Does Social Media Fuel Your Anxiety?

Feeling anxious while scrolling through Facebook or Instagram? Perhaps social media is exacerbating your social anxiety symptoms. Social media is an important part of many people’s daily lives. You are not alone if you wake up in the morning and reach for your phone to check Twitter. More than 200 million people are browsing social media feeds. Many factors influence how you respond to social media. If you have a mental health condition, such as an anxiety disorder, social media use may exacerbate your symptoms.

Over the last decade, the rapid growth of social media has created an entirely new medium for human interaction. Online platforms such as Facebook, Twitter, and Instagram have enabled people all over the world to stay connected 24 hours a day, seven days a week. It is predicted that by 2025, there will be approximately three billion active monthly social media users.

According to the statistics, social media has become an integral part of our lives. One implication of social media’s rapid rise has gotten a lot of attention in recent years: its relationship with young people’s mental health. Research has produced a large body of evidence supporting a link between social media use and mental health, and while new evidence is still emerging, it has painted a broad picture of the main consequences. The popularity of social media as a medium of communication for young people must be carefully examined, as it may play a more detrimental role than we previously imagined. A wide range of studies and experiments have referred to social media addiction.

Addiction to social media is thought to affect about 10 percent of young people and has recently been described as more addictive than cigarettes. The degree of compulsivity with which it is used accounts for its addictive nature. The need to check one’s social media accounts may be related to both instant gratification (the desire for immediate, short-term pleasure) and dopamine production (the chemical in the brain associated with reward and pleasure). The desire for a ‘hit’ of dopamine, combined with the inability to obtain instant gratification, may lead users to constantly refresh their social media feeds. When enjoyment is not felt, users of this obsessive behavior may internalize thoughts that this is because they are ‘unpopular,’ ‘unfunny,’ etc. This is harmful.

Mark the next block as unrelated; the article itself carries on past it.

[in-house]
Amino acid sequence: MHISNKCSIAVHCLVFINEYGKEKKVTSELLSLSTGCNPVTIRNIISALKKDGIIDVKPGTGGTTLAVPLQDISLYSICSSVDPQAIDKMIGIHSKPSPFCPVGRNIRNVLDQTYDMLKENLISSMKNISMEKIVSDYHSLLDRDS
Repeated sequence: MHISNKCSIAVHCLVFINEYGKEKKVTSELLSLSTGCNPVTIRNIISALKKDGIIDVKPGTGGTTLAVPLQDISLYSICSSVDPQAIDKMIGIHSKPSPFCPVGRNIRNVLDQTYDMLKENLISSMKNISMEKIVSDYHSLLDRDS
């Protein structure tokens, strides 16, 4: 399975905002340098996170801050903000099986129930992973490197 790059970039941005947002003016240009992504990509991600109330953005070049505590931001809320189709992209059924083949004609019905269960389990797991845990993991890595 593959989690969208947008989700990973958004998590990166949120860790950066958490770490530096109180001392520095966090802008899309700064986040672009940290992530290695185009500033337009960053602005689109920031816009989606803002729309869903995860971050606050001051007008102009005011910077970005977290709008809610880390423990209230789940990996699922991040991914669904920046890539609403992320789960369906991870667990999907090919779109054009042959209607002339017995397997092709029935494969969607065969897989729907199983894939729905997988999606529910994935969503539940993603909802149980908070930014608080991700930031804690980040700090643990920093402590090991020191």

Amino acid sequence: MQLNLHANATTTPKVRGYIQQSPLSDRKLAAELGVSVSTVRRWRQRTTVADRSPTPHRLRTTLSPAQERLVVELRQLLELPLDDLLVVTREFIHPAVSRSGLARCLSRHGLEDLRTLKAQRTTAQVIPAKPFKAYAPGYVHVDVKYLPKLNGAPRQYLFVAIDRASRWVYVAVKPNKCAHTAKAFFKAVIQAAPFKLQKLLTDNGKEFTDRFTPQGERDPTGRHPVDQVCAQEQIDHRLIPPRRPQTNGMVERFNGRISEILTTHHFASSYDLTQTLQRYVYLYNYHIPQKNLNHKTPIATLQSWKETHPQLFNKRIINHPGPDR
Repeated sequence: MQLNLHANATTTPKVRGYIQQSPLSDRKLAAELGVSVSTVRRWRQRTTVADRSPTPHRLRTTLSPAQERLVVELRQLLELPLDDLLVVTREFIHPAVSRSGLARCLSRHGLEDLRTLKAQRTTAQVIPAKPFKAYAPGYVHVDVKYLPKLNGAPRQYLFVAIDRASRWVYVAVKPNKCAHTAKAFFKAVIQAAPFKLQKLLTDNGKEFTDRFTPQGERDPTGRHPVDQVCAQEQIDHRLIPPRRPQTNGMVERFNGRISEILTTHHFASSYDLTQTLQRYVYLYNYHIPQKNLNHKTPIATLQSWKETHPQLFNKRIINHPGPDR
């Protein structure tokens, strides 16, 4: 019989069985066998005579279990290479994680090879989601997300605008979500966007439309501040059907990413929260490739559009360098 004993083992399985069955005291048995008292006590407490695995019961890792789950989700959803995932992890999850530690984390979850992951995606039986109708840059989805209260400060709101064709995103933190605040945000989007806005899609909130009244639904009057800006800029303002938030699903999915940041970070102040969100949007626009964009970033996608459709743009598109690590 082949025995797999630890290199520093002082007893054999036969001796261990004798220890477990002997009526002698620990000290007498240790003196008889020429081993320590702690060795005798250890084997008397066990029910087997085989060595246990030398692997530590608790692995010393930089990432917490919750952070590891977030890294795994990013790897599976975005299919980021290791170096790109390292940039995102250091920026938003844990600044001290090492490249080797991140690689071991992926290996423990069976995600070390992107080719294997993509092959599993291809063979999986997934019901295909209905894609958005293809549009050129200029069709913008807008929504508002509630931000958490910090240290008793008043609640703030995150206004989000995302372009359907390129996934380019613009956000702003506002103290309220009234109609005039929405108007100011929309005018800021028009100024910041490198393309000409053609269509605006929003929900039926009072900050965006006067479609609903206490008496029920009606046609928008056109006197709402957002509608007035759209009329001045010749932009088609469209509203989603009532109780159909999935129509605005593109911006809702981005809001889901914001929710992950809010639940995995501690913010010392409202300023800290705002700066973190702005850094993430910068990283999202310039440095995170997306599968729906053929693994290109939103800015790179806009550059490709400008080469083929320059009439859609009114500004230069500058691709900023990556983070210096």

A lack of ‘likes’ on a status update may lead to negative self-reflection, which may lead to constant refreshing of the page in the hopes of discovering that someone else enjoyed the post, so assisting in achieving personal validation. The lack of satisfaction may make one feel more anxious and lonely, even if these perceptions might not accurately represent how one is perceived by others. From a different perspective, internet platforms may have the power to harm mental health by encouraging exaggerated expectations. Due to the proliferation of image alteration on photo-sharing websites, social media has been associated with low self-esteem and negative self-image. Particularly for young women’s self-esteem and image, the idea of the ‘idealized body image’ has perhaps been damaging.

Unrealistic expectations of how young people should act and look are promoted by the constant circulation of widely accessible edited photos. The emergence of social media has been a fundamentally complex process, and statistics indicate that it will eventually come to dominate our lives. According to the evidence, using social media frequently is highly linked to anxiety, loneliness, and depression. Researchers, people involved in mental health policy, and the social media sector need to further investigate if this is causal or just a correlation. In the meanwhile, we must carefully consider how to control its effects on mental health, for example, by incorporating social media lessons into academic courses, using behavioral economics, and increasing the efforts of social media companies to provide signposting. The detrimental effects that these platforms may have on rest and the quality of that rest are linked to this drive for rapid pleasure.

Data from many qualitative pieces of research have demonstrated that excessive use of social media can harm sleep patterns, which can have a negative impact on young people’s academic performance. It is discovered that young people had trouble unwinding after using social media at night, which affected their brains’ capacity to get ready for sleep. Sleep loss and mental health are mutually reinforcing; that is, sleep loss brought on by nighttime social media usage can result in worse mental health, and bad mental health can result in severe nighttime use and sleep loss.


Photo: fizkes/Shutterstock


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